KOKH FOX 25 News

WEATHER BLOG

May 10,2010 Tornado Outbreak
05/10/13

Severe weather is not expected today, but three years ago was a different story.  Here are details on one of the most devastating days in Oklahoma history:  http://www.srh.noaa.gov/oun/?n=events-20100510


TORNADO SUMMIT
03/08/13

1.    Join the FOX 25 StormWatch Weather Team at the COX Convention Center in Downtown OKC for the 1st Annual Nationwide Tornado Summit

    -  Derrick Brock from Mad Science will be doing weather experiments as well as other     forms of entertainment.

2.     - Bruce Jones from Midland Radio will be stressing the importance of NOAA weather radios as a must for everyone's safety plan.  We are also planning an hourly giveaway a to guests.

3.    -  Our entire FOX 25 Weather Team will be there interacting with everyone.  Well take pics and show as many as possible on our next few TV broadcasts.  Also, well have Severe Weather Safety DVDs produced by our team to hand out as gifts. 

4.   -   Chris Novy, a highly accomplished storm chaser who has provided numerous safe chasing presentations for the National Weather Service SKYWARN training program nationwide.  He will be displaying some of the most exciting severe storm and tornado video on record.

5.      -  Up to 3 other experienced storm chasers with their vehicles sharing their stories and showing off their technology.  

     Go to this website to see what all the others in attendance will be doing. Hope to see you there!

hwww.tornadosummit.org/



SEVERE WEATHER AWARENESS WEEK, March 3rd-9th
03/04/13

During this week, we will be partnering with NOAA and FEMA to highlight the importance of planning and practicing how and where to take shelter before severe weather strikes. Being prepared to act quickly can save you and your family's life.

Being a "Force of Nature" goes beyond taking appropriate preparedness action. Its about inspiring others to do the same. Were asking people not only to be prepared, but also to encourage their social network to act by texting, tweeting, or posting a Facebook status update.

Please go to this website for everything you need to know:

http://www.nws.noaa.gov/com/weatherreadynation/force.html

~ Jeff


WINTER WEATHER AWARENESS DAY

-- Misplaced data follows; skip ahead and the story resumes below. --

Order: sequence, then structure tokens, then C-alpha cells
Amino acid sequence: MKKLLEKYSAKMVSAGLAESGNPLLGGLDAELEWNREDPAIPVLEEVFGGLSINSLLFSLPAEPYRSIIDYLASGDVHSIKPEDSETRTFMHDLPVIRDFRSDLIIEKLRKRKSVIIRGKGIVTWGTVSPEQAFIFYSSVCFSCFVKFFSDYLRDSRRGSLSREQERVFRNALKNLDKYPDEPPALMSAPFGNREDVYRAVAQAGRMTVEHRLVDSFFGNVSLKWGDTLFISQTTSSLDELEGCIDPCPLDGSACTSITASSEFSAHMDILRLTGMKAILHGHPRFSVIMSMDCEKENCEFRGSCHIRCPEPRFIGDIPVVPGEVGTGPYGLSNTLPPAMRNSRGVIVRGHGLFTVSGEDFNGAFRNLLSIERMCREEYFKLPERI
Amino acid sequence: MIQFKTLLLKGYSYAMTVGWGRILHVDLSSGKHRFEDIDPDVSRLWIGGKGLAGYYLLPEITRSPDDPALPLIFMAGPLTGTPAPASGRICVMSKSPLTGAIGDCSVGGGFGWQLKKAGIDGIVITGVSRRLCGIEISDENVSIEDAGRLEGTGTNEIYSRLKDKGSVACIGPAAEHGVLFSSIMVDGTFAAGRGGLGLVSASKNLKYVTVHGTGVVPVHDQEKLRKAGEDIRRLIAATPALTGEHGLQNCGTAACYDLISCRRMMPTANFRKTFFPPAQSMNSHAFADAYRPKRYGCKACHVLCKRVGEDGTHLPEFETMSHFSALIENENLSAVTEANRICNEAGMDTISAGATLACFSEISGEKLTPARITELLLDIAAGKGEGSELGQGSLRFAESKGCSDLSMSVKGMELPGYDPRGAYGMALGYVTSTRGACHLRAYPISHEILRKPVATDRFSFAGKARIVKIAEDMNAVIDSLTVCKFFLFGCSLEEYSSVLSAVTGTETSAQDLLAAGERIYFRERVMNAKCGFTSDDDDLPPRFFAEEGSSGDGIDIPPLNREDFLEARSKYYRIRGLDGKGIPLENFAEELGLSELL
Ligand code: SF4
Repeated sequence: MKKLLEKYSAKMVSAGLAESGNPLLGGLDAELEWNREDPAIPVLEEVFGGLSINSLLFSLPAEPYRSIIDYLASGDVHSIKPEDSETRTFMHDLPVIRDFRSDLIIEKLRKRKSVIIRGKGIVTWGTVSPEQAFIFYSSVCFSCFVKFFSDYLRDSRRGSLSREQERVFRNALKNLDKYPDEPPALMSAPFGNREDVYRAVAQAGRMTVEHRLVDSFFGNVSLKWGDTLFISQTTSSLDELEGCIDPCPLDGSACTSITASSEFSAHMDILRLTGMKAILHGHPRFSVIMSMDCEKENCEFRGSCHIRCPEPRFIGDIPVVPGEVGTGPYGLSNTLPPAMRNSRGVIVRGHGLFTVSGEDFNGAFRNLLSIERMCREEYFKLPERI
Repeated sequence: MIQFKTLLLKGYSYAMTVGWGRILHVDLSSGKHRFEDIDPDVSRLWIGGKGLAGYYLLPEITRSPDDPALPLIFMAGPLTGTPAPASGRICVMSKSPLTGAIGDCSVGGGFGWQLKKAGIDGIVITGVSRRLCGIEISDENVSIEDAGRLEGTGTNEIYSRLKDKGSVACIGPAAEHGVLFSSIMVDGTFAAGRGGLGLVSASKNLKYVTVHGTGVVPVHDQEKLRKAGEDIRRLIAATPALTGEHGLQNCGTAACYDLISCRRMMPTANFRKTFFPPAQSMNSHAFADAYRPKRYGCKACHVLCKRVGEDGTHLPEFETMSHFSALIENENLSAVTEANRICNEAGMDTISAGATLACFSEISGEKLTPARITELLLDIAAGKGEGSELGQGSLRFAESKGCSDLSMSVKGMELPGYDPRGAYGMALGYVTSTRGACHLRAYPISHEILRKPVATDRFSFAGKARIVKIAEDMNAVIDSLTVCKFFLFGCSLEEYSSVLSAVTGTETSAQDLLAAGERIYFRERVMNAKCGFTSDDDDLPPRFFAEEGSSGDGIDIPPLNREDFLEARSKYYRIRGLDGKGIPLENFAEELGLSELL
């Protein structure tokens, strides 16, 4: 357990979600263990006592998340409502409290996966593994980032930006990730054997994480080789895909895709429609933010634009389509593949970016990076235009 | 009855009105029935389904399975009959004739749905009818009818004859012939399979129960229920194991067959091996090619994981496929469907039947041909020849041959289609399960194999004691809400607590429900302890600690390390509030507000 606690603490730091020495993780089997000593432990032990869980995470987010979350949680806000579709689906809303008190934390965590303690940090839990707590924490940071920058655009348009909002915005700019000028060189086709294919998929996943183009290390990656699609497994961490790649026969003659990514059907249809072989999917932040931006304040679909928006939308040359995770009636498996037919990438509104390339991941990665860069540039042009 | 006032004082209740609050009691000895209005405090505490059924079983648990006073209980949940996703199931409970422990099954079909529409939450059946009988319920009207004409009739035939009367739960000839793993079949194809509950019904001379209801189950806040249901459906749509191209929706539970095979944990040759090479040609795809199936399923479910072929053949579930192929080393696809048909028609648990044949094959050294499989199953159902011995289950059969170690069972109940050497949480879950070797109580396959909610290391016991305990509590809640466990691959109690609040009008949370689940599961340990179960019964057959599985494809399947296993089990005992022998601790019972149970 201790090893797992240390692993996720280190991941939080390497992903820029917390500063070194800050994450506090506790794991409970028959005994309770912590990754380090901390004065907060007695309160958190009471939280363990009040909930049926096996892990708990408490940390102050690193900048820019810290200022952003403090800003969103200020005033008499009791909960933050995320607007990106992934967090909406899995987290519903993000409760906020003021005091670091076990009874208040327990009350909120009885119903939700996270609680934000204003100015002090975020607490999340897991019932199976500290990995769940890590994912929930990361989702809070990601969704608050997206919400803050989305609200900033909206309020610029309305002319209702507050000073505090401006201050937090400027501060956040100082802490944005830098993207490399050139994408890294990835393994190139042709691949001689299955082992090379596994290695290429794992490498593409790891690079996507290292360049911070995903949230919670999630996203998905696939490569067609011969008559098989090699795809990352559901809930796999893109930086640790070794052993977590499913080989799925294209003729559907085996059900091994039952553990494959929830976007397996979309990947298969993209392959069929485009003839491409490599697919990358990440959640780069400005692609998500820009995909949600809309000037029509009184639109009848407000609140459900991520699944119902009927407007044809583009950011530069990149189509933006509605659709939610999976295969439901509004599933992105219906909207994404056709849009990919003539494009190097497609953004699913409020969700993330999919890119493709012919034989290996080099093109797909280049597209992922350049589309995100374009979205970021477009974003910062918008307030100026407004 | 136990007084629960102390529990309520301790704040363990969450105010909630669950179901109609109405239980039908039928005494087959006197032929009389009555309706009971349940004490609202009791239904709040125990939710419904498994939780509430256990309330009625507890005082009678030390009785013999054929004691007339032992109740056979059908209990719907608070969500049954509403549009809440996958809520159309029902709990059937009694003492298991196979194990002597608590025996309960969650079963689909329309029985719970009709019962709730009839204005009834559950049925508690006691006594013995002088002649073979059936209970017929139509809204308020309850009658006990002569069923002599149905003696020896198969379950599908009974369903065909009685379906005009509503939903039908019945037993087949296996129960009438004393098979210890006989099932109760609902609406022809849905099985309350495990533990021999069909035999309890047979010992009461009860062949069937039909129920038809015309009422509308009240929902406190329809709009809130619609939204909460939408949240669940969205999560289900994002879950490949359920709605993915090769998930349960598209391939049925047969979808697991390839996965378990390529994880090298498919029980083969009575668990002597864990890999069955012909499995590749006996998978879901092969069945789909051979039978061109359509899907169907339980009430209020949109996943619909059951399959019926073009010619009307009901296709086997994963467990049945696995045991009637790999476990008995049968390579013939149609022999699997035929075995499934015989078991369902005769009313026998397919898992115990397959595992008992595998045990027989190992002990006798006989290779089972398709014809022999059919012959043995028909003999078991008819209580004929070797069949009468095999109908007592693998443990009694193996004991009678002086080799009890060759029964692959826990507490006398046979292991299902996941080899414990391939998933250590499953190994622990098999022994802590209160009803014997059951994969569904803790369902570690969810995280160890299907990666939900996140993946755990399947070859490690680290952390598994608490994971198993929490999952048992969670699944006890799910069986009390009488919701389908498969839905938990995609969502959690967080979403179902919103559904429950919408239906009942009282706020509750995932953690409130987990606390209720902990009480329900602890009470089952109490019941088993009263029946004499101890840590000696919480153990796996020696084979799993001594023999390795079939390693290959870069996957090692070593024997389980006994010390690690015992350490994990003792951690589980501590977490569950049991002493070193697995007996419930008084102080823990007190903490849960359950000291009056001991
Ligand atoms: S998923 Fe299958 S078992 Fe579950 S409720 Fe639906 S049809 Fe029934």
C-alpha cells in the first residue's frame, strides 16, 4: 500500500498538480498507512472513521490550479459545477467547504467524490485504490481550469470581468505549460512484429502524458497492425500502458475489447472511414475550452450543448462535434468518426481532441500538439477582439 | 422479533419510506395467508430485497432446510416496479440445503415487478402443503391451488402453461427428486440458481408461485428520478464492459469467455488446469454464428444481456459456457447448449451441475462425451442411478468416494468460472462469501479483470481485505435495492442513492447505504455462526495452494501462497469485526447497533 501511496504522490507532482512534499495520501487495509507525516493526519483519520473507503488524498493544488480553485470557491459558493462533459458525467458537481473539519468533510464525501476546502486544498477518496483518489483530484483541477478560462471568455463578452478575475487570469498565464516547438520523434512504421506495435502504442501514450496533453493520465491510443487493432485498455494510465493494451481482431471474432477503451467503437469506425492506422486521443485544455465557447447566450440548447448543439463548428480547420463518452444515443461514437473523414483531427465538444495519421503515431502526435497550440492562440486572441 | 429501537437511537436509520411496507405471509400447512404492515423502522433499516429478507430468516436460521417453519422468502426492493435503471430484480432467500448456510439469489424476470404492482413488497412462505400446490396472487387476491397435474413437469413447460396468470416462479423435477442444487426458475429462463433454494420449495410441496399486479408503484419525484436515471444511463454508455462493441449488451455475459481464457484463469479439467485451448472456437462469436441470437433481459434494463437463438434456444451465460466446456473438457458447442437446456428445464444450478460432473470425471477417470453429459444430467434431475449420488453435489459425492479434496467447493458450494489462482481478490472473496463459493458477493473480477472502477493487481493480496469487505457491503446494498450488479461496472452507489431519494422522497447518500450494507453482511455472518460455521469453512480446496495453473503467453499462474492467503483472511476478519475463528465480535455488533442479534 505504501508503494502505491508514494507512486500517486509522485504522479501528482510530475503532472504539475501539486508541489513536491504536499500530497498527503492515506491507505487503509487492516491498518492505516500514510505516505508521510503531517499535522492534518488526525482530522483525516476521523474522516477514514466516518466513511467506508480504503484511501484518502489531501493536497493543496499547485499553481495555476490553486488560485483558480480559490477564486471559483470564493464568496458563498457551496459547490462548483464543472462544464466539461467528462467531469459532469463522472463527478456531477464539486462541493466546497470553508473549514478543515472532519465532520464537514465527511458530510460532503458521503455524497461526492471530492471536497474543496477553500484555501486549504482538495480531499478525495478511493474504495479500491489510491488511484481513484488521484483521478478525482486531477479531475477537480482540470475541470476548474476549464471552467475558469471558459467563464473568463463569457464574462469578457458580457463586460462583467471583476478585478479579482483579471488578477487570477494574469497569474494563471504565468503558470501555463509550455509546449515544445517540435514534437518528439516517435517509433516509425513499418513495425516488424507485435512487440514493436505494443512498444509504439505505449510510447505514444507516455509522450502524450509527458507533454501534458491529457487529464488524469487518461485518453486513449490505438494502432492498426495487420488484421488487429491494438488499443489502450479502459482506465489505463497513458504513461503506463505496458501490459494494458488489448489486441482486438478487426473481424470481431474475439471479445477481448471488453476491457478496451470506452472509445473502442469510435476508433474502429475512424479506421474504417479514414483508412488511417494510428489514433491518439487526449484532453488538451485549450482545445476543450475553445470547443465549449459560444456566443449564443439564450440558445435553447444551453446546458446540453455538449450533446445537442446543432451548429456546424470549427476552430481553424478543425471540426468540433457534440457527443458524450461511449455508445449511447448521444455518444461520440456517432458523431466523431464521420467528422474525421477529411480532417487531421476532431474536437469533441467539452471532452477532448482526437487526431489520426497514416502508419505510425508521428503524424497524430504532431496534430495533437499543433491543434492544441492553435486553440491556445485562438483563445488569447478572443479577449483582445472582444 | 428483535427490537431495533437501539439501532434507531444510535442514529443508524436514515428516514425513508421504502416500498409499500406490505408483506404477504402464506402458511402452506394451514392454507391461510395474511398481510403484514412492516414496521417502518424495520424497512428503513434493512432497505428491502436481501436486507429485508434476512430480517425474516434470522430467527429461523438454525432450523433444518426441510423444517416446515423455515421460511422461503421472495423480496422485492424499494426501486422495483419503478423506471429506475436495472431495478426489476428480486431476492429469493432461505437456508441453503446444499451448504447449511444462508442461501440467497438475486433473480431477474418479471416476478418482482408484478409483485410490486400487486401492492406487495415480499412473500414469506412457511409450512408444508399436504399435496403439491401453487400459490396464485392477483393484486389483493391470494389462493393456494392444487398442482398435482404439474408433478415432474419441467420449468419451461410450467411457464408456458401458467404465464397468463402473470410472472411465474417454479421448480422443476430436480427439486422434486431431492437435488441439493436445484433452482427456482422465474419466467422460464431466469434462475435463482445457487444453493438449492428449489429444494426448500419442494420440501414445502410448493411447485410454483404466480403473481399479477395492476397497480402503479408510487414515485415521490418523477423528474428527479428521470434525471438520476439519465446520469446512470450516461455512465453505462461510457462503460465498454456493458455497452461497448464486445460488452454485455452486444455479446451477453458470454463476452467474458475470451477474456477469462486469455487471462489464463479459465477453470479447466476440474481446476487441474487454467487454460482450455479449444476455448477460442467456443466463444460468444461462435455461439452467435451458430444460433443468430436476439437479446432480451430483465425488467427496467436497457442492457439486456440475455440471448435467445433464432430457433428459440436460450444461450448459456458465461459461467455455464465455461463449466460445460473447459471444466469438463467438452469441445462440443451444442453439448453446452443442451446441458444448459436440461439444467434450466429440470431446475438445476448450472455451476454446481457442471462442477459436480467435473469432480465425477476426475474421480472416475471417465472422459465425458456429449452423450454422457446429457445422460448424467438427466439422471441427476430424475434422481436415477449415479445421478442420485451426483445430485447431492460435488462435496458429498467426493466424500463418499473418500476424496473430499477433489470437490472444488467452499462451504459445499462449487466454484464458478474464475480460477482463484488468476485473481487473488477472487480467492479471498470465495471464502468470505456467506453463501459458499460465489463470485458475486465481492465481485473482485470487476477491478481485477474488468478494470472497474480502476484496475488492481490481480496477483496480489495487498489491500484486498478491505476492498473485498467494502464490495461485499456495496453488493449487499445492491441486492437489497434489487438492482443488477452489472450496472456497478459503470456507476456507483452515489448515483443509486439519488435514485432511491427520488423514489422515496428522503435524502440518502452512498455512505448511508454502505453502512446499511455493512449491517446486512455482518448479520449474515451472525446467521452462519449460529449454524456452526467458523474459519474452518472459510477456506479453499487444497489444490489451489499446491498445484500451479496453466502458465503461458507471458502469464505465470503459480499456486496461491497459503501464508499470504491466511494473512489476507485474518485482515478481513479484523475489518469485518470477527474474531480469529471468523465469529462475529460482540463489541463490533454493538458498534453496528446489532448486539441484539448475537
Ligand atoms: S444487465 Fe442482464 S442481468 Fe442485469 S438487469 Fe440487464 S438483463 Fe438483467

11/14/12

These links feature some very basic information on winter weather safety, NWS information, and recent winter storm events. PLEASE prepare, plan , and practice!

http://www.srh.noaa.gov/oun/?n=safety-winterhttp://www.nws.noaa.gov/om/winter/http://www.srh.noaa.gov/oun/?n=events-20110208http://www.srh.noaa.gov/oun/?n=events-20110131http://www.srh.noaa.gov/oun/?n=events-20100128http://www.srh.noaa.gov/oun/?n=events-20091224

Jeff


Researchers Want to Hear From Moore Residents About Tornadoes
09/20/12

             If you live in Moore, Oklahoma and have experience with tornadoes, researchers from the University of Oklahoma and the National Weather Service would like to hear what you have to say. 

 

The second in a series of tornado town hall meetings will be held at the Moore Community Center, 301 S. Howard Ave. on Monday, September 24th. The free meeting will begin at 7:00 PM and end around 8:30 PM.

 

The tornado town hall meeting is free and open to the public, but the researchers hope to attract mostly residents of Moore.  A meeting on September 6th focused on the Norman area, and a third meeting on October 4th will target the Newcastle area. Participants will first fill out a brief questionnaire, then participate in small and large group discussions.  People will be asked about local perceptions regarding how risk prone different towns are, where tornadoes go and do not go, and where/how they obtained this knowledge.

 

The goal of the research is ultimately to better communicate tornado risk in real-time to the public.  A study done following the April 27, 2011 tornado outbreak in the southeast U.S. revealed that local risk perceptions shaped the way people understood and responded to the outbreak as it happened.  Scientists communicating about tornado threat know nothing about how these perceptions influence behavior, and to communicate better, steps must be taken to understand and account for these other ways of knowing.

 

            We're learning that local beliefs can influence people's perceptions of threat from tornadoes nearly as much as any information we're providing them, said Kim Klockow, of the University of Oklahoma College of Atmospheric and Geographic Sciences. If we hope to make a message that people understand, we need to know how people in our local area think about tornadoes. We know a lot about the weather, but we know much less about the beliefs or local knowledge of the local people who are experiencing it.           

 

Funding for the research is provided by the University of Oklahoma Department of Atmospheric and Geographic Sciences, and the project involves researchers from OU A&GS, the Cooperative Institute of Mesoscale Meteorological Studies, and the National Weather Service.


ISAAC HITTING THE GULF COAST & AFFECTS ON OKLAHOMA
08/28/12

For the latest track on Tropical Storm or Hurricane Isaac, check out our FOX 25 Hurricane Tracker: http://www.okcfox.com/newsroom/wx/features/hurricane_tracker/index.shtml

To get finer details on the storm, go the National Hurricane Center at http://www.nhc.noaa.gov/#ISAAC

More importantly for us, watch your Storm Watch Weather forecast to see how Isaac may affect OK this week: http://www.okcfox.com/newsroom/wx/

Jeff



OG&E Cool Zones